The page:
I've been working on a lot of hip opening practices recently, both in my own practice and in my teaching. Most yoga asanas work on the hips and pelvis in one way or another, but by focusing particularly on hip opening practices we are, on a physical level specifically working into the mobility and strength of the hip joint.
It seems incredibly important to me to work this part of the body. The hips are the point in the body where the upper and lower parts meet, securing our spine to our legs and providing the beginnings of both the grounded feeling through our feet and the lifted feeling through our torso neck and head.
We all move the hips forward and back. It is called walking, most of us do it for long periods of time every single day. But how often to we use the full rotation of the hip? How often in daily life do we sit cross-legged or squat? And the reason most of us don't - because it's too difficult.
The hip joint is extremely solid - it has to be to hold us up, to provide that connection I was talking about before. This means that working through the hip joint is a slow process. We cannot force the joint - that will just cause knock-on damage to the knee; so we have to cultivate patience and a sense of inner awareness to slowly, slowly work through the tension towards release with compassion, without judgement, without comparison to others. Hip openes need to be practiced regularly, daily if possible and maybe, maybe you will one day be sitting in full lotus position (see picture)!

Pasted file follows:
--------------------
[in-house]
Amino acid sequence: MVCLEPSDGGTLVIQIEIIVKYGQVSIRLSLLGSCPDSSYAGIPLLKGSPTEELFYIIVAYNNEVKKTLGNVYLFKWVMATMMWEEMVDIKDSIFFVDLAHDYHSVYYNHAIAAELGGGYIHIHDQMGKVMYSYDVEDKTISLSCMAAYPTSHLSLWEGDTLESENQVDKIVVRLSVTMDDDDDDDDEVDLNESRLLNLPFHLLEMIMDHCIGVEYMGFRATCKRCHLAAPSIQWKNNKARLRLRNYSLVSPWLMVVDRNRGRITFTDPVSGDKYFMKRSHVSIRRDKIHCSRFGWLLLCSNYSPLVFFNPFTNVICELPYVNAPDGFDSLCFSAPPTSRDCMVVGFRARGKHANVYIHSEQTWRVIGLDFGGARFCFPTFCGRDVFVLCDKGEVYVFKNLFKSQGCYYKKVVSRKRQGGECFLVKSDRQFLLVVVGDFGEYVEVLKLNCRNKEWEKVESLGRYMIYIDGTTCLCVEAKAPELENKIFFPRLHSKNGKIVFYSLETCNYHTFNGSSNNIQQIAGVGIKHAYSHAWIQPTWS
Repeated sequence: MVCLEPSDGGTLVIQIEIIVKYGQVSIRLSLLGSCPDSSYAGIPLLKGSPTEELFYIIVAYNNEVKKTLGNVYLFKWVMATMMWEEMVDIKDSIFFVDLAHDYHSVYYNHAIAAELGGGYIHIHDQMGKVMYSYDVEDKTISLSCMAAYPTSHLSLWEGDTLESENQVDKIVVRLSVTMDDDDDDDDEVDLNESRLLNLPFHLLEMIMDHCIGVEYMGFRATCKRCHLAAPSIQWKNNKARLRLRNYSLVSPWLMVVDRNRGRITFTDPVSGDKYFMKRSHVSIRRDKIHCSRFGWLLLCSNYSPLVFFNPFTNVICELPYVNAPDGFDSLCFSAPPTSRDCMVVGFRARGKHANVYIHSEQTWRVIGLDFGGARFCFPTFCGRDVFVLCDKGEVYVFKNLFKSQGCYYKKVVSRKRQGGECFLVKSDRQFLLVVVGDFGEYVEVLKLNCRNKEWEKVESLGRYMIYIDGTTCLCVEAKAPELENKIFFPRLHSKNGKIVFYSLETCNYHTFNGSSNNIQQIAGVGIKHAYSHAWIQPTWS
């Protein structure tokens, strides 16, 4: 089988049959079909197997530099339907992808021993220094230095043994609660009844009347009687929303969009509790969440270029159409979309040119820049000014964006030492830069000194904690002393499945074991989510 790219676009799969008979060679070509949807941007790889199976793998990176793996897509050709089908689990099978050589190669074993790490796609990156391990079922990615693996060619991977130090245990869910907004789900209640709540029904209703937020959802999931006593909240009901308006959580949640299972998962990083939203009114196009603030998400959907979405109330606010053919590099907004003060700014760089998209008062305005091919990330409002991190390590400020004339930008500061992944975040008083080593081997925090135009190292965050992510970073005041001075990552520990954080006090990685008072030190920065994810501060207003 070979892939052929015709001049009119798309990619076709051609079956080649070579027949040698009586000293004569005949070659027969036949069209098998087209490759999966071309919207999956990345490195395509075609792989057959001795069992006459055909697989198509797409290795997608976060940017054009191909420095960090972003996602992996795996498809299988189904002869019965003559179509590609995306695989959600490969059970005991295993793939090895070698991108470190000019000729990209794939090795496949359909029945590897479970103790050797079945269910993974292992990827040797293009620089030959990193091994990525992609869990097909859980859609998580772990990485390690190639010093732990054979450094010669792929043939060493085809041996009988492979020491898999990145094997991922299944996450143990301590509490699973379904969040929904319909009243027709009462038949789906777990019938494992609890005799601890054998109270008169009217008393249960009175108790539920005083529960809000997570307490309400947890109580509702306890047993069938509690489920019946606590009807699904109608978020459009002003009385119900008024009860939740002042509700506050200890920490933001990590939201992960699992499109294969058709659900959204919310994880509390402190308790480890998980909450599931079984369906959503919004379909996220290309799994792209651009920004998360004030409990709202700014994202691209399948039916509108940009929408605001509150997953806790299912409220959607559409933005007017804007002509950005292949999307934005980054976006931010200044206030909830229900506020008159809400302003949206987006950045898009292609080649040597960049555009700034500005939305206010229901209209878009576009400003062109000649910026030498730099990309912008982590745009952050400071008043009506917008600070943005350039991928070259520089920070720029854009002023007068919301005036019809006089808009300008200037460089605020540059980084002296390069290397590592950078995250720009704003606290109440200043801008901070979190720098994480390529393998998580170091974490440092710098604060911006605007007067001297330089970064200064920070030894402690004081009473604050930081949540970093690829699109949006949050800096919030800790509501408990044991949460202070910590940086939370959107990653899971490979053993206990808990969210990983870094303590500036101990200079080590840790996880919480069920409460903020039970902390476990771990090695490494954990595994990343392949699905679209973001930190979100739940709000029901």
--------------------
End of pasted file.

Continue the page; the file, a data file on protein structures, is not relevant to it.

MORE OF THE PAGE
As any student of mine will tell you, my hips are notoriously stiff. I'm afraid sitting in full lotus is not for me in this lifetime. You see, our hips joints are set a certain way in their sockets. For some people this means hip opening practices will develop into half lotus at least, for others this means they have been able to sit in lotus since they were kids. But when bone meets bone in the socket you cannot stretch any further. If you try it will only twist into the knee.
Just because I know I will not sit in lotus does not mean I shouldn't bother with hip openers however. We carry and awful lot of tension it the hips and pelvis, and therefore a lot of unrealeased emotion. Slow and patient release is key. And a healthy hip joint will carry a healthy body!